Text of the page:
Bernice A. King’s Tribute to Her Mother
Before my mother was a King, she was a Scott from Marion, Alabama, the daughter of resilient, righteous parents, Obadiah and Bernice, who drove the bus that transported my mother and other Black students to school. Coretta Scott was born to a woman who supported community.
Before she was a King, my mother was a civil rights activist, a member of the NAACP, The United States Progressive Party of 1948 and the Race Relations and Civil Liberties Committees at Antioch College. Coretta Scott was determined that her life would serve to lift others. She was already a woman of great character.
Before my mother was a King, she was a gifted vocalist and musician, whose skill and academia garnered her a scholarship to the prestigious New England Conservatory for Music in Boston. Coretta Scott’s path to Boston exemplified her commitment to being a woman of excellence.
Before she was a King, my mother was a peace advocate serving as a delegate at numerous international peace conferences, a courageous leader and an accomplished artist. When my father, Martin Luther King, Jr., encountered her in Boston, he encountered a whole woman, a woman of substance, a woman who, as the traditional Black Baptist church still sings, had “a charge to keep, a God to glorify.”
Before she was a King, my mother had a purpose; and her marriage to a man who would become the most researched Nobel Prize Laureate, as well as one of the most celebrated leaders in history, further propelled her toward that purpose.
As we commemorate her 94th birthday, my mother’s life continues to be an extraordinary example of how to live for something larger than ourselves and of how women carry purpose, power and progress. Her life before she met my father contributed to the foundation for them to build a life and co-labor in the movement. Of her, he said “She saw the greatness of the movement and had a unique willingness to sacrifice herself for its continuation.”
Her life with my father was a remarkable display of consistency to purpose, as Coretta Scott King not only excelled as a wife and mother, but also utilized her diplomacy and gift as a singer to advance the movement. My parents were partners and she was a woman at the forefront of activism for civil and human rights.
After my father’s assassination in 1968, my mother’s life without my father would become the clearest and most prevailing testament to the wisdom and fortitude which had been cultivated in her since birth. That same year, she founded the Martin Luther King, Jr. Center for Nonviolent Social Change (The King Center) in my father’s birth city, Atlanta. More than a monument, it is the official living memorial to his life, work and legacy. The King Center was specifically established to provide education and training on his nonviolent philosophy and strategy.
With The King Center as her base, my mother pressed on to fulfill a role that changed lives and legislation. She was a woman who refused to surrender the reigns of what she knew to be her assignment, even when male civil rights and business leaders tried to convince her that she should leave the work of building her husband’s legacy to them. She began her journey as the Architect of the King Legacy.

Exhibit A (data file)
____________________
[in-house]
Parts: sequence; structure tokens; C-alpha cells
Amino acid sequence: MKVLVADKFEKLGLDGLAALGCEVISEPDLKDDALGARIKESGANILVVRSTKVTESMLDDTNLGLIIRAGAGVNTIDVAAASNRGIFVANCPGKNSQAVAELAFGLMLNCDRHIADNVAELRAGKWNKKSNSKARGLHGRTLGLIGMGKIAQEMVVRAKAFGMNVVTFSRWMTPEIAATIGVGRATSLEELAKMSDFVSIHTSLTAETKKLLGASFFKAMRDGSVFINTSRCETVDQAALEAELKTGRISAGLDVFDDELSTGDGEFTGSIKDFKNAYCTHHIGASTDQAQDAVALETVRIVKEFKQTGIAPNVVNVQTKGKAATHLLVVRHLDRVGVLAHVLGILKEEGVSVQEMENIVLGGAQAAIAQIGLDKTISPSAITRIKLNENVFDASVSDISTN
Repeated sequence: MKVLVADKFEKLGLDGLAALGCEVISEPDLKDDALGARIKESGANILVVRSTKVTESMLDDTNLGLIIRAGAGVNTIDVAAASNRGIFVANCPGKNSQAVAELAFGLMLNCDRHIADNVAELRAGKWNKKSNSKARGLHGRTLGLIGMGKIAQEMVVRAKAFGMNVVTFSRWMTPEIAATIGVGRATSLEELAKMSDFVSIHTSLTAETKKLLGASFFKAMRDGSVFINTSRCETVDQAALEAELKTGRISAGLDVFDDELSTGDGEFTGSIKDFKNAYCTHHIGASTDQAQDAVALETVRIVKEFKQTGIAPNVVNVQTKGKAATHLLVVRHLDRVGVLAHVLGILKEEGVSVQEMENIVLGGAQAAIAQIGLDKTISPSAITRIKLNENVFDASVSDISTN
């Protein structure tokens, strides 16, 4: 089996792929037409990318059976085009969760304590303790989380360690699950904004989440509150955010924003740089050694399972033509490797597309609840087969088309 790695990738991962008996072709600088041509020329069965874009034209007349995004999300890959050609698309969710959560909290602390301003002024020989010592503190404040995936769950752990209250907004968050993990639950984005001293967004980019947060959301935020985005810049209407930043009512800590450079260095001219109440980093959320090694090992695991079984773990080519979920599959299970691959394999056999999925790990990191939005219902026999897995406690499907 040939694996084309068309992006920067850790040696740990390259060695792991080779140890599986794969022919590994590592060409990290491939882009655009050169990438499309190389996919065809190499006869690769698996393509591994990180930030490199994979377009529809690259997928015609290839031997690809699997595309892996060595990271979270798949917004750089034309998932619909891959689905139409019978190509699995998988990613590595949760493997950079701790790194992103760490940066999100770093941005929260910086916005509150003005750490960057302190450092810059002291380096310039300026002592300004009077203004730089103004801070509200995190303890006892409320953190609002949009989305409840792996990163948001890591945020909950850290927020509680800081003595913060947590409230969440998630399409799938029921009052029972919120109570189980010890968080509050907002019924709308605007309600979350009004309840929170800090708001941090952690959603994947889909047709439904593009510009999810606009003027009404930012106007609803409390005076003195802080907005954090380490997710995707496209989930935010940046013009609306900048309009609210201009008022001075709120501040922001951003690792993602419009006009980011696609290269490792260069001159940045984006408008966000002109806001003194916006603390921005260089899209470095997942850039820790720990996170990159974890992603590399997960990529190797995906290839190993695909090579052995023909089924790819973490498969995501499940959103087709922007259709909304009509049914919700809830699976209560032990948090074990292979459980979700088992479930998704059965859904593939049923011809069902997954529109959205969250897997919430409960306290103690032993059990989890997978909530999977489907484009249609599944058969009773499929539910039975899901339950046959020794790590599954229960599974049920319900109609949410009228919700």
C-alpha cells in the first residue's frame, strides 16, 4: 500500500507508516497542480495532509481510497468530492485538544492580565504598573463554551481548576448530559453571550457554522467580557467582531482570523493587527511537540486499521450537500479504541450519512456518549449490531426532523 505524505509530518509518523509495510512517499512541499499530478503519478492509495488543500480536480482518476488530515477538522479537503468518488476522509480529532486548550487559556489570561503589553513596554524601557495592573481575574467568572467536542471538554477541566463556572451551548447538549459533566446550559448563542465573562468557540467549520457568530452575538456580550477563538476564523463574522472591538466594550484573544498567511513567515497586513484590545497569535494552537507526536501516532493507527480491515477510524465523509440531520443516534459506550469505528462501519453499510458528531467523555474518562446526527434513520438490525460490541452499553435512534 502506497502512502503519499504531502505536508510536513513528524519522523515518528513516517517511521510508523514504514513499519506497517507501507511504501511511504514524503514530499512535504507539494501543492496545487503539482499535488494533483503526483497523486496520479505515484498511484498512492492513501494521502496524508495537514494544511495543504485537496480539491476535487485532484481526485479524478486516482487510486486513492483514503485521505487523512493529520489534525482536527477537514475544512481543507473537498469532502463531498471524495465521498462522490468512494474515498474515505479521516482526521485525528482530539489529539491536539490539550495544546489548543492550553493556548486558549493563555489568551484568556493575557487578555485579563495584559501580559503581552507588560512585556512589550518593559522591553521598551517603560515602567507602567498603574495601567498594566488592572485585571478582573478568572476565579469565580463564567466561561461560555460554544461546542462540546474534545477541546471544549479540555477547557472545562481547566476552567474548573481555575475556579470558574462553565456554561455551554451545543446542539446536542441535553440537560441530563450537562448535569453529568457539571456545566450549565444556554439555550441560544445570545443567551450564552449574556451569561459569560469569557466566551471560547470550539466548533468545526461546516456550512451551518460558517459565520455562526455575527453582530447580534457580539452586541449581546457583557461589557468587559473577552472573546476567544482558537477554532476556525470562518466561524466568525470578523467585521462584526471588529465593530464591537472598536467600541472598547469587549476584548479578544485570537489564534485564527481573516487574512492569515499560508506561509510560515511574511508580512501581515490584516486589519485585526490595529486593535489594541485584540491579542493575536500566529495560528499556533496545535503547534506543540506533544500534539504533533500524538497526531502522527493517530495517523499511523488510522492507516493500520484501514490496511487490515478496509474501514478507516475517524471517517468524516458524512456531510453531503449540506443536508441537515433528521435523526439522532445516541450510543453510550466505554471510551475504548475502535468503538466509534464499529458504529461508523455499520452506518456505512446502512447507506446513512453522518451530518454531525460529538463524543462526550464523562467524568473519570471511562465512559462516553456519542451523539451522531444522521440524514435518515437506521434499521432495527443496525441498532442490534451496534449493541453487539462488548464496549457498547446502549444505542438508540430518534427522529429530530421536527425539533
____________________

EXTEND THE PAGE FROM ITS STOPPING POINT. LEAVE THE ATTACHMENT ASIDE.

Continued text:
This woman’s work continued. As founding President and CEO of The King Center, Coretta Scott King tirelessly carried the message of nonviolence and the dream of the Beloved Community throughout the globe. She, along with other dedicated workers, committed herself to the dream of a MLK Holiday becoming a reality. The dream was realized. The Holiday solidified my father’s worldwide influence and increased the desire of many to learn more about his life and teachings, even leading to the building of the Martin Luther King Jr. Memorial on the Mall of our Nation’s Capitol.
Beyond the borders of the United States of America, over 100 nations now commemorate annually the birthday of Dr. King. Consider that at the time of my father’s death, a poll found him to be “the most hated man in America.” My mother’s efforts as the Architect of the King Legacy changed the way that, not only America, but the entire world views Dr. King.
Imagine where the King Legacy would be had Coretta Scott not been purposed to be a King.
Imagine if she had not been a woman on fire for social justice and for nonviolent social change.
Imagine if she had listened to those who wanted to put her in a gender box and limit her ability to lead as a legacy-builder.
Imagine if she had not been willing to be arrested by and for something greater than herself.
She left her mark. Women and girls, and all of humanity, are better for it. The best way to express our gratitude is by embracing the philosophy that my mother believed was the path to building the Beloved Community.
In this critical moment for our global community, let us live nonviolence. The principles and steps of nonviolence, which The King Center calls Nonviolence365™, will help us build a more just, humane, equitable, and peaceful world, beginning with each of us. As my mother stated, “People who think nonviolence is easy don’t realize that it’s a spiritual discipline that requires a great deal of strength, growth, and purging of the self so that one can overcome almost any obstacle for the good of all without being concerned about one’s own welfare.”
In honor of my mother and for the holistic health of our global community, I encourage humanity to choose nonviolence.